Darr Training School
#6 British Flying Training School

Ponca City’s history has many facets, of which World War II played a major role including the Darr School of Aeronautics, located near the Ponca City airport. Harold S. Darr, of Chicago, entered into an agreement with Ponca City for the purpose of training British cadets for the Royal Air Force under the Lend Lease program, set up by President Franklin D. Roosevelt.

One of seven flight schools established in the United States, # 6 BFTS existed for 33 months and trained 1,113 British and 125 American combat pilots. They received six months of intensive training before returning to fight the German Nazis. At the time, the Royal Air Force had every existing air base in their homelands geared for actual war time activities – thus the need for a safe place to train its new recruits.

Darr School, known as a "little city in itself" contained 17 buildings, a swimming pool donated by Lew Wentz, a canteen and recreation center, barracks, a post office, library, and barber shop. Meals were served in a mess hall and a hospital infirmary cared for any minor illnesses that occurred. One student dropped out due to the contraction of the dreaded polio virus. Classrooms were a vital part of the school, including link training.

Groups of fifty young men for each course arrived in Ponca City and were greeted by the citizens with warmth, hospitality and generosity. Many wrote letters to their adopted Oklahoma families for years after the war. The men enjoyed sharing their sports, including cricket and soccer, with Ponca City’s citizens. They loved the abundance of good food, including steaks, hamburgers, malts and sodas, bacon and eggs. Cuzalina’s Drug Store was a favorite hangout and they enjoyed dancing at the Club Lido.

Sadly, a large percentage of the first courses died in combat after their return to England. Seven young men who died during their training in Ponca City are buried at the I.O.O. F. cemetery and honored each year on Memorial Day with a special ceremony.
Under the direction of the Kiwanis Club and W.D. "Bill" Edwards, local citizens raised $988,000 in series E.F. and G. bonds during its fifth war bond drive. The citizens exceeded their goal by a margin of $250,000 above the cost of the plane named "Miss Ponca City". According to Truman Smith, Miss Ponca City entered combat in the summer of 1944 before it could be christened because of its dire need in the war against the Nazis. Sadly, its crew chief, flight engineer Sgt. Merlin D. Summers from Ponca City, was one of the six crew members lost when the plane was shot down over Berlin on September 12, 1944 while conducting her 55th raid. Three others were taken prisoners of war and held captive until April, 1945.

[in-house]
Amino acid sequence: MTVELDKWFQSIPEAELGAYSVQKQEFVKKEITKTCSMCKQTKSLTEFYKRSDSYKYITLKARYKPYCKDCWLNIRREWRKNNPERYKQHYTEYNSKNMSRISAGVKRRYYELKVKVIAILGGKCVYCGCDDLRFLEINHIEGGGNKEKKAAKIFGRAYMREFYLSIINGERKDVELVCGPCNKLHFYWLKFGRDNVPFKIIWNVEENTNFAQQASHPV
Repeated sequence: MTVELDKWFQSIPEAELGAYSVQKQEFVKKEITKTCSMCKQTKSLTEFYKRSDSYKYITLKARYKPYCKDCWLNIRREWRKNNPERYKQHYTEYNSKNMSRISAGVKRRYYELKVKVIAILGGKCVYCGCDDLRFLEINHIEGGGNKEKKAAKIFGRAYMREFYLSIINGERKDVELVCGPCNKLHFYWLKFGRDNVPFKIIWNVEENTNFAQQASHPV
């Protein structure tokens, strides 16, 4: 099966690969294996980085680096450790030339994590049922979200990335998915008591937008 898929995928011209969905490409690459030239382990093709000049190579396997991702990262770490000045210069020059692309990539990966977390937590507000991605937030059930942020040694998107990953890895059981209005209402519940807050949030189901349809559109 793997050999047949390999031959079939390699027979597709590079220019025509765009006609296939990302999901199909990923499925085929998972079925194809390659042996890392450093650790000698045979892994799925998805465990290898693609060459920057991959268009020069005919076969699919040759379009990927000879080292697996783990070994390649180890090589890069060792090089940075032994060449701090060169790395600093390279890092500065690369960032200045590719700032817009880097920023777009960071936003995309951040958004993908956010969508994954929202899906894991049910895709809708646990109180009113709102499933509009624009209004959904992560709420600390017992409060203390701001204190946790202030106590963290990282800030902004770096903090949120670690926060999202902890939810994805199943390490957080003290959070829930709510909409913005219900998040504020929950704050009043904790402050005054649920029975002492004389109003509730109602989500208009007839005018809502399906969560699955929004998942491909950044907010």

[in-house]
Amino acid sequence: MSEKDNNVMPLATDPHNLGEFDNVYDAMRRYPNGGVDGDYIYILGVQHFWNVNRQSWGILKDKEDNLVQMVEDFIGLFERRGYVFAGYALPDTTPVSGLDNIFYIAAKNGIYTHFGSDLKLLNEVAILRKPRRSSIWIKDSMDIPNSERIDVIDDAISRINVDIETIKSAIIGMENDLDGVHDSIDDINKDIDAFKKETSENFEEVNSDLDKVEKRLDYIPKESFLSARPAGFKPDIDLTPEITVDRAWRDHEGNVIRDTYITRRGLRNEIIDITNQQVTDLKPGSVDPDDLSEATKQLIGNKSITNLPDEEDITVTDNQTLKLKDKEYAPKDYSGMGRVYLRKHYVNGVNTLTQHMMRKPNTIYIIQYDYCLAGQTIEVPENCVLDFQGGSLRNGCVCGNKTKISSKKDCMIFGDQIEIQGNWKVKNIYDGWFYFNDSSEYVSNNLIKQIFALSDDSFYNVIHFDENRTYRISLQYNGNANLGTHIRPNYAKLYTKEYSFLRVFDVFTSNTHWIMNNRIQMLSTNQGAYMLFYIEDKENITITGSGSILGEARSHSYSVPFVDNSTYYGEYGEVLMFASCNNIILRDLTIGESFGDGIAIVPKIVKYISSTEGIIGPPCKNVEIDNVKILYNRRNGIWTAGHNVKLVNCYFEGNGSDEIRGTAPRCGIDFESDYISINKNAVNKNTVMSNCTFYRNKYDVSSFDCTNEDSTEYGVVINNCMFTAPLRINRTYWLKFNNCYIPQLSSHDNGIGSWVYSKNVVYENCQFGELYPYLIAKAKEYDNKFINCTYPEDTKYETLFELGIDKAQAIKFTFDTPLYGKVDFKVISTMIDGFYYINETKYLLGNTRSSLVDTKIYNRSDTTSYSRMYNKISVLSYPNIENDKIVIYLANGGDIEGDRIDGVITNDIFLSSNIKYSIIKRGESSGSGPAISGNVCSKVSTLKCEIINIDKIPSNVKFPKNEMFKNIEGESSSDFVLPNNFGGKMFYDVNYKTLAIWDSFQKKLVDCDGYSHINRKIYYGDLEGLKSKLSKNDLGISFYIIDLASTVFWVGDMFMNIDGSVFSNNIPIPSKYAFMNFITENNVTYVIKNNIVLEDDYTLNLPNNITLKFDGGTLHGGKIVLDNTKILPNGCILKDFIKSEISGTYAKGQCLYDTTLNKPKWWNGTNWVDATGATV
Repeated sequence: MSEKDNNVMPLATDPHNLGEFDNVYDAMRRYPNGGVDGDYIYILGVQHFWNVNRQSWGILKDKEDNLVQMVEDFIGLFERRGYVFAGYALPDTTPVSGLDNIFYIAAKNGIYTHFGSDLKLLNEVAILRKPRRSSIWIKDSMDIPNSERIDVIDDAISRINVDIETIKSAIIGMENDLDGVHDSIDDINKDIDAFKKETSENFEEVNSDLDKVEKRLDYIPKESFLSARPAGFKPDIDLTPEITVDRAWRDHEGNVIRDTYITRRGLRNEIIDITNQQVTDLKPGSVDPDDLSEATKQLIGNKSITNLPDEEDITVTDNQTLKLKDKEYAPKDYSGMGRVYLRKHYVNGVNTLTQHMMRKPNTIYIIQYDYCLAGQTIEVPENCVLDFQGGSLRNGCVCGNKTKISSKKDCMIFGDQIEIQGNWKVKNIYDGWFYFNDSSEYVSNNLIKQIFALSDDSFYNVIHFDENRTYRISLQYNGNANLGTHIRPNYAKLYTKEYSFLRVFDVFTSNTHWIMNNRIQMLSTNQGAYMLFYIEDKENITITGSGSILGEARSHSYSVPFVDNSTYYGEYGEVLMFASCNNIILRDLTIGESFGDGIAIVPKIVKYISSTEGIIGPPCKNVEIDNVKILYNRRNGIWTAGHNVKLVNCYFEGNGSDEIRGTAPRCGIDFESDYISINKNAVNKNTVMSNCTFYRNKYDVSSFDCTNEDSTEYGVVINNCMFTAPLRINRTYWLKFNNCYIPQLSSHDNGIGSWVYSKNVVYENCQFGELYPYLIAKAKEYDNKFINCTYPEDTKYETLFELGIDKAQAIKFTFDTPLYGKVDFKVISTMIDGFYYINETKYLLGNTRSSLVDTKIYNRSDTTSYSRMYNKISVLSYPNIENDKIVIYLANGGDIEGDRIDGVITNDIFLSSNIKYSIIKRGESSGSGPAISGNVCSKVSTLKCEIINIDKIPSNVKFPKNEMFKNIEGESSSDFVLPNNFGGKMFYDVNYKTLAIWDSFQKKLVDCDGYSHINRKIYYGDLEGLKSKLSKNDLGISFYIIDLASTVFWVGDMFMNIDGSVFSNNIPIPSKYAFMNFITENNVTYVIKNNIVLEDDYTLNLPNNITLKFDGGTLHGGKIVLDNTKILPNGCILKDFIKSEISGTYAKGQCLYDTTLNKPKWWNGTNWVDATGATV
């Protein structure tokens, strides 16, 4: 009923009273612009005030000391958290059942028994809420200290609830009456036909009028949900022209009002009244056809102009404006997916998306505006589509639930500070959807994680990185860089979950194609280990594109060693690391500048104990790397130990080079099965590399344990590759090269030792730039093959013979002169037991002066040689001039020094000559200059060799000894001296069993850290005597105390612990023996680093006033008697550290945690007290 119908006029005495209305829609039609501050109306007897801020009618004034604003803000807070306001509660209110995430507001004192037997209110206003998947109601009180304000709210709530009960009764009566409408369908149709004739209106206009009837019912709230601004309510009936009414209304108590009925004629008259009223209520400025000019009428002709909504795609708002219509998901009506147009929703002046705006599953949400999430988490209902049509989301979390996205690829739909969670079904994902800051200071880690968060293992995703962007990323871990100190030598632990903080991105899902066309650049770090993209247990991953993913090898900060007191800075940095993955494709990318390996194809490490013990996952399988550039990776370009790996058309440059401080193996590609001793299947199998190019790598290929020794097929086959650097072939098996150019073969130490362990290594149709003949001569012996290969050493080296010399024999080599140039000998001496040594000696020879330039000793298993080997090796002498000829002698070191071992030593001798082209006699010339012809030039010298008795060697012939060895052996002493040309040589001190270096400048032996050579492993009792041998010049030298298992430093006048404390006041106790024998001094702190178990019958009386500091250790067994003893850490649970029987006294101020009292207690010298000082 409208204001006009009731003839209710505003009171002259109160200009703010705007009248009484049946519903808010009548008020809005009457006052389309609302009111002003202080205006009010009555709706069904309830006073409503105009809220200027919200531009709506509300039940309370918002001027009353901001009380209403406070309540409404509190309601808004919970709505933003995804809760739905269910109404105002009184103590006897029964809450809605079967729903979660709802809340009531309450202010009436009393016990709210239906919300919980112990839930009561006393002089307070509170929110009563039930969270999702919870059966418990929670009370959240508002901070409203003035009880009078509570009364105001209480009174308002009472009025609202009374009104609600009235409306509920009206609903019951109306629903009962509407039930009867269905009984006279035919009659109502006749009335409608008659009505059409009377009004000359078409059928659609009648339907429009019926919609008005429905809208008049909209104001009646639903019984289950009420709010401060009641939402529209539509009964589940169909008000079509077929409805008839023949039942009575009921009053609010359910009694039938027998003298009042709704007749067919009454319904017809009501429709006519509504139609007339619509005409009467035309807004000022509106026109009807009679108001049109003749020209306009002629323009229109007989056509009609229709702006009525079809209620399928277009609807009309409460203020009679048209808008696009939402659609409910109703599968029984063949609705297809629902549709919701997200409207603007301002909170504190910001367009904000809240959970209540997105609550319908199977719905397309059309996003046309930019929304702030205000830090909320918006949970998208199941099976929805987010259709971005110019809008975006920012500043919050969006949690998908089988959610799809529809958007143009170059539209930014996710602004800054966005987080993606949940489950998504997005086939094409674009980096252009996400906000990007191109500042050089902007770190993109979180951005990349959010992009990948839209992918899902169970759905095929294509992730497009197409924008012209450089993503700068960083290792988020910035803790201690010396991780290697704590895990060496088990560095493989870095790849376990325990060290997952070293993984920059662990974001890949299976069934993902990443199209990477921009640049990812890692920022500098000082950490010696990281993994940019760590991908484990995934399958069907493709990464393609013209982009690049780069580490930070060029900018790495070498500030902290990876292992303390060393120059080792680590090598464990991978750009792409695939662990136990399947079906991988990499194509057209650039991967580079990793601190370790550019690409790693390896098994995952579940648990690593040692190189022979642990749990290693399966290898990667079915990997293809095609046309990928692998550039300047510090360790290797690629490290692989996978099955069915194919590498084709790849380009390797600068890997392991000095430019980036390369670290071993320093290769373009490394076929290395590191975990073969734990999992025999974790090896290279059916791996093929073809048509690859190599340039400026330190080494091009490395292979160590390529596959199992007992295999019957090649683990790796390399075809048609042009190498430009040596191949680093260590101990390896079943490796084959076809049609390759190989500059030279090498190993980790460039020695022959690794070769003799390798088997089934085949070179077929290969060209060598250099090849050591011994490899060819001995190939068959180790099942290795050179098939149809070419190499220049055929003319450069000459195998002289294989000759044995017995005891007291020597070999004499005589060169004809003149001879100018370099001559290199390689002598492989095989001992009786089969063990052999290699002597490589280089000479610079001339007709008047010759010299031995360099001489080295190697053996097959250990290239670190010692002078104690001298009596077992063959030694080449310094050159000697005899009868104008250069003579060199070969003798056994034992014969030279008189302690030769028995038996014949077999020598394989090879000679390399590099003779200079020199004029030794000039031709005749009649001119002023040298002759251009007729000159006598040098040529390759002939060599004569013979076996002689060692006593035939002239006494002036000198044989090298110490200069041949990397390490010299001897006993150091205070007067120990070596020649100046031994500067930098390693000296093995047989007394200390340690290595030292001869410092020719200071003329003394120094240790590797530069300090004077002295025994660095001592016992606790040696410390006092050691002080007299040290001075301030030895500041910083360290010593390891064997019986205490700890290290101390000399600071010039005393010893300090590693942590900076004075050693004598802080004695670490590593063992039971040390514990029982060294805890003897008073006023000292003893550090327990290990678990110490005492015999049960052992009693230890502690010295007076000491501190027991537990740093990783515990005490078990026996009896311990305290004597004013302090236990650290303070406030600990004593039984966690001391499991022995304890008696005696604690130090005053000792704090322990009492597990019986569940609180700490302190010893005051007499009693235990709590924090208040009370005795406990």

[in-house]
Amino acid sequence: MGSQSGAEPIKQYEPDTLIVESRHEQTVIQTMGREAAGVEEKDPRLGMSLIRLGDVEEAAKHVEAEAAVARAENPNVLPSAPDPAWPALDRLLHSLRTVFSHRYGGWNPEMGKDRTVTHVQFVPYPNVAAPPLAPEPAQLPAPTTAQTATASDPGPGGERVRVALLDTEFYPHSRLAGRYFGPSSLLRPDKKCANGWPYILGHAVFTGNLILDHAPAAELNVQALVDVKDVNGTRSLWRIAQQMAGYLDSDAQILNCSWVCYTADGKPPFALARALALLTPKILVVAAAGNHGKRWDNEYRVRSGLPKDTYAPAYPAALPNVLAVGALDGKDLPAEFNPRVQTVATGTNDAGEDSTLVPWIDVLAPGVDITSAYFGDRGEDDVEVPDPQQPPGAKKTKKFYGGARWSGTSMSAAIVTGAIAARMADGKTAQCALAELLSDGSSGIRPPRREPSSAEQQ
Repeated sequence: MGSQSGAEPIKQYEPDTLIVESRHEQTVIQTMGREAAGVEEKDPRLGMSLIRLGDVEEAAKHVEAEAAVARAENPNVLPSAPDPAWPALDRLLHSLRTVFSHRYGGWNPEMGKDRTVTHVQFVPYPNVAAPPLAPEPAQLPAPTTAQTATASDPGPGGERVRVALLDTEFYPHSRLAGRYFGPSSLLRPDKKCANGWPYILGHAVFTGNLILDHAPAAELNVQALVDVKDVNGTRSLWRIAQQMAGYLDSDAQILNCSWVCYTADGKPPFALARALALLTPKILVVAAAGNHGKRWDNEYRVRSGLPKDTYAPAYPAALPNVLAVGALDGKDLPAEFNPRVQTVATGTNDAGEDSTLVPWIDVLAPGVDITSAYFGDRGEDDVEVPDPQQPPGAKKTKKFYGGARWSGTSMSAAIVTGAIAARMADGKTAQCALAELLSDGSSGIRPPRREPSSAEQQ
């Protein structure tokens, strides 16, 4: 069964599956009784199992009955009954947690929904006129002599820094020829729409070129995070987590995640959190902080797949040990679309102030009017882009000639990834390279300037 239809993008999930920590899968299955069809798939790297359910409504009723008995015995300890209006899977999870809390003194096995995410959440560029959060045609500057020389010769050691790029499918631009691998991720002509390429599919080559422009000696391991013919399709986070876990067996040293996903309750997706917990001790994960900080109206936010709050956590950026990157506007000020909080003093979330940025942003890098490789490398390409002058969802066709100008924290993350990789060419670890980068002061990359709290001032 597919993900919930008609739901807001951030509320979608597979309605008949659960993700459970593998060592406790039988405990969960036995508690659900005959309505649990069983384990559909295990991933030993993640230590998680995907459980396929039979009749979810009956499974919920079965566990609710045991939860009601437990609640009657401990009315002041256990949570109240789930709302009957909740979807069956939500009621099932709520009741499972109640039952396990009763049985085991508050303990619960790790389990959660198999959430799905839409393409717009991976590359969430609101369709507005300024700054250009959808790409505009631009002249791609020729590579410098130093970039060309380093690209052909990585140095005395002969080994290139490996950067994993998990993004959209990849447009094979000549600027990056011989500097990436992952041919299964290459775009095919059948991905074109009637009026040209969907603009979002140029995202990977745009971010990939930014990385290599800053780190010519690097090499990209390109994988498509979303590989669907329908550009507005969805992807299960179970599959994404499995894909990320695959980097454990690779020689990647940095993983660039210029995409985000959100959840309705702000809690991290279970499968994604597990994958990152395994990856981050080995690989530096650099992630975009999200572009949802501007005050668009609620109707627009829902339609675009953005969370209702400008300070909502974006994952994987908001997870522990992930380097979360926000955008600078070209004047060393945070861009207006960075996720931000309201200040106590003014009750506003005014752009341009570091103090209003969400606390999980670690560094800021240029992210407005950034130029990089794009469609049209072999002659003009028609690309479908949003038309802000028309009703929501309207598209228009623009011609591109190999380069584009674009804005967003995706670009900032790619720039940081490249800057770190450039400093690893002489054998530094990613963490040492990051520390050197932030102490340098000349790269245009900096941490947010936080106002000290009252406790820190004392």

Through the generosity of Lillian Taylor, a link instructor at Darr School, the Friends of Marland’s Grand Home was the recent recipient of #6 British Flight Training School memorabilia. Because of her knowledge that members of FMG, were interested in the history of the Darr School, they were the natural choice for the donation. The collection is currently being displayed in the Heritage suite located on the second floor of Marland’s Grand Home, 1000 East Grand.

Included in the memorabilia is a collection of original photographs of the British students, a woolen dress uniform, various silver insignias and embroidered patches, and much written history of the unique group. One piece of the collection was a large picture, "Miss Ponca City", the Flying Fortress B-17 bomber drawn by Don Welch, a former judge for Kay and Noble Counties. At the time, Welch, a fifteen-year-old sophomore, was too young to serve in the war but a great patriotic booster. The picture originally hung in the window of Smitty’s Men’s Wear store during a war bond drive to purchase the plane. Because of its deteriorated condition, the actual picture has been digitally restored.

Lillian gathered most of the collection as she visited former students in England and as they visited Ponca City for their reunions. Life long friendships were established. Lillian and her family keep up correspondence with a number of these former fliers. For more information contact Paula